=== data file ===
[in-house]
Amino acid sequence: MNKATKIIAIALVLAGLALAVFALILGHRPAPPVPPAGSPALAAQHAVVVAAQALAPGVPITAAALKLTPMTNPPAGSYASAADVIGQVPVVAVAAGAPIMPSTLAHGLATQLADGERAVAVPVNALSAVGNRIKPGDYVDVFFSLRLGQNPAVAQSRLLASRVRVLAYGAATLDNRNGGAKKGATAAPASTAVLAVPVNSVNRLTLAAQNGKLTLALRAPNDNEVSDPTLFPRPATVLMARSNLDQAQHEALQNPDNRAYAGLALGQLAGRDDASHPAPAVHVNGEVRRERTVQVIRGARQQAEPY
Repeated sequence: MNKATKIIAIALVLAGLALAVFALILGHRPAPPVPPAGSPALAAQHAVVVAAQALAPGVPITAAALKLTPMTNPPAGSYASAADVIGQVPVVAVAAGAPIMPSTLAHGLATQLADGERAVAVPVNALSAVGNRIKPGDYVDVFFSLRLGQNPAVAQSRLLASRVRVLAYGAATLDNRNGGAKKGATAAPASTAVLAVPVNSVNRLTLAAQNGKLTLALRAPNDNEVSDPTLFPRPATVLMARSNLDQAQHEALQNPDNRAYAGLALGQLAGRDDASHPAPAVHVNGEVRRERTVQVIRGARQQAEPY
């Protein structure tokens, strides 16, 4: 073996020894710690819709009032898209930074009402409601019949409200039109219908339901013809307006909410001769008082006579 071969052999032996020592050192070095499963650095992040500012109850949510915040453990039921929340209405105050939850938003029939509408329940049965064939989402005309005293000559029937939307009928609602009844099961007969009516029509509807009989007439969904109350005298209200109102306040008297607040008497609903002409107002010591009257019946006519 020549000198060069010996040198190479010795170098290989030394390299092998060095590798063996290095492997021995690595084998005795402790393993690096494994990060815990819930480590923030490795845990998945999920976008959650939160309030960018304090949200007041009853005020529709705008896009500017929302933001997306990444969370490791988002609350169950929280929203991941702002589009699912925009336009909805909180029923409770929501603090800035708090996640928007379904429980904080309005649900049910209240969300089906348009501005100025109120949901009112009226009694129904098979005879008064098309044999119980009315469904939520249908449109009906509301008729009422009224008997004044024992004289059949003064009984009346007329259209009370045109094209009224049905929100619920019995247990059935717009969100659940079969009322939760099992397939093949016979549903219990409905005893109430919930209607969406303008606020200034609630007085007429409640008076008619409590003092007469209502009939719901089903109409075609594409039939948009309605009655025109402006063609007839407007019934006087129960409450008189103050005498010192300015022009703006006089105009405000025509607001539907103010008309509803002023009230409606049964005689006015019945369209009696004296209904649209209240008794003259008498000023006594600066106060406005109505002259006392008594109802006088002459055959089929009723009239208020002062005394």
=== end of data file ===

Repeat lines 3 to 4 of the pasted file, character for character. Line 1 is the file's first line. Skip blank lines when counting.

Repeated sequence: MNKATKIIAIALVLAGLALAVFALILGHRPAPPVPPAGSPALAAQHAVVVAAQALAPGVPITAAALKLTPMTNPPAGSYASAADVIGQVPVVAVAAGAPIMPSTLAHGLATQLADGERAVAVPVNALSAVGNRIKPGDYVDVFFSLRLGQNPAVAQSRLLASRVRVLAYGAATLDNRNGGAKKGATAAPASTAVLAVPVNSVNRLTLAAQNGKLTLALRAPNDNEVSDPTLFPRPATVLMARSNLDQAQHEALQNPDNRAYAGLALGQLAGRDDASHPAPAVHVNGEVRRERTVQVIRGARQQAEPY
């Protein structure tokens, strides 16, 4: 073996020894710690819709009032898209930074009402409601019949409200039109219908339901013809307006909410001769008082006579 071969052999032996020592050192070095499963650095992040500012109850949510915040453990039921929340209405105050939850938003029939509408329940049965064939989402005309005293000559029937939307009928609602009844099961007969009516029509509807009989007439969904109350005298209200109102306040008297607040008497609903002409107002010591009257019946006519 020549000198060069010996040198190479010795170098290989030394390299092998060095590798063996290095492997021995690595084998005795402790393993690096494994990060815990819930480590923030490795845990998945999920976008959650939160309030960018304090949200007041009853005020529709705008896009500017929302933001997306990444969370490791988002609350169950929280929203991941702002589009699912925009336009909805909180029923409770929501603090800035708090996640928007379904429980904080309005649900049910209240969300089906348009501005100025109120949901009112009226009694129904098979005879008064098309044999119980009315469904939520249908449109009906509301008729009422009224008997004044024992004289059949003064009984009346007329259209009370045109094209009224049905929100619920019995247990059935717009969100659940079969009322939760099992397939093949016979549903219990409905005893109430919930209607969406303008606020200034609630007085007429409640008076008619409590003092007469209502009939719901089903109409075609594409039939948009309605009655025109402006063609007839407007019934006087129960409450008189103050005498010192300015022009703006006089105009405000025509607001539907103010008309509803002023009230409606049964005689006015019945369209009696004296209904649209209240008794003259008498000023006594600066106060406005109505002259006392008594109802006088002459055959089929009723009239208020002062005394």